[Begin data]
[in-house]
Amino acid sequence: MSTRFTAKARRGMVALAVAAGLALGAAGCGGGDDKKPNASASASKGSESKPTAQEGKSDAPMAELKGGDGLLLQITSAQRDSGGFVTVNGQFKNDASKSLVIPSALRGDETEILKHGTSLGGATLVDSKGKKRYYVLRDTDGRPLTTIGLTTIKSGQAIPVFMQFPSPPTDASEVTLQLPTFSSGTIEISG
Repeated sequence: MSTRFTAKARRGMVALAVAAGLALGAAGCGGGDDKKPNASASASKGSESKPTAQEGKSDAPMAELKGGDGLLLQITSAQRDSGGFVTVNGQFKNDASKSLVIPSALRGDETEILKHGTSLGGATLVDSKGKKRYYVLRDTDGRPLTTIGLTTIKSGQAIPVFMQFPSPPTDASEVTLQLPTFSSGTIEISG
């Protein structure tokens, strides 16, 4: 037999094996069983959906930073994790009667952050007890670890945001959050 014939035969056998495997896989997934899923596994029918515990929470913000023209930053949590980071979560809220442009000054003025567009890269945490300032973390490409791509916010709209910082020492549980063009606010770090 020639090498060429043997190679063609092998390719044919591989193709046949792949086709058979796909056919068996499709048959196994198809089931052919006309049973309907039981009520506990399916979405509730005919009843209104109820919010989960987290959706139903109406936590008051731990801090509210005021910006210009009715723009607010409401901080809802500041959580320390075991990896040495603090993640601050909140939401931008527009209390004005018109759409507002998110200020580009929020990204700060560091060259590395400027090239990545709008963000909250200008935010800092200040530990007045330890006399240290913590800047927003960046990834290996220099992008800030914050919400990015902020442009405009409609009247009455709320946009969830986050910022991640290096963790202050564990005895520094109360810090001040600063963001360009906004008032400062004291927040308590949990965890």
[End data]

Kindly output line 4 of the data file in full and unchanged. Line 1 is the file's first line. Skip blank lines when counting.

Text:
């Protein structure tokens, strides 16, 4: 037999094996069983959906930073994790009667952050007890670890945001959050 014939035969056998495997896989997934899923596994029918515990929470913000023209930053949590980071979560809220442009000054003025567009890269945490300032973390490409791509916010709209910082020492549980063009606010770090 020639090498060429043997190679063609092998390719044919591989193709046949792949086709058979796909056919068996499709048959196994198809089931052919006309049973309907039981009520506990399916979405509730005919009843209104109820919010989960987290959706139903109406936590008051731990801090509210005021910006210009009715723009607010409401901080809802500041959580320390075991990896040495603090993640601050909140939401931008527009209390004005018109759409507002998110200020580009929020990204700060560091060259590395400027090239990545709008963000909250200008935010800092200040530990007045330890006399240290913590800047927003960046990834290996220099992008800030914050919400990015902020442009405009409609009247009455709320946009969830986050910022991640290096963790202050564990005895520094109360810090001040600063963001360009906004008032400062004291927040308590949990965890």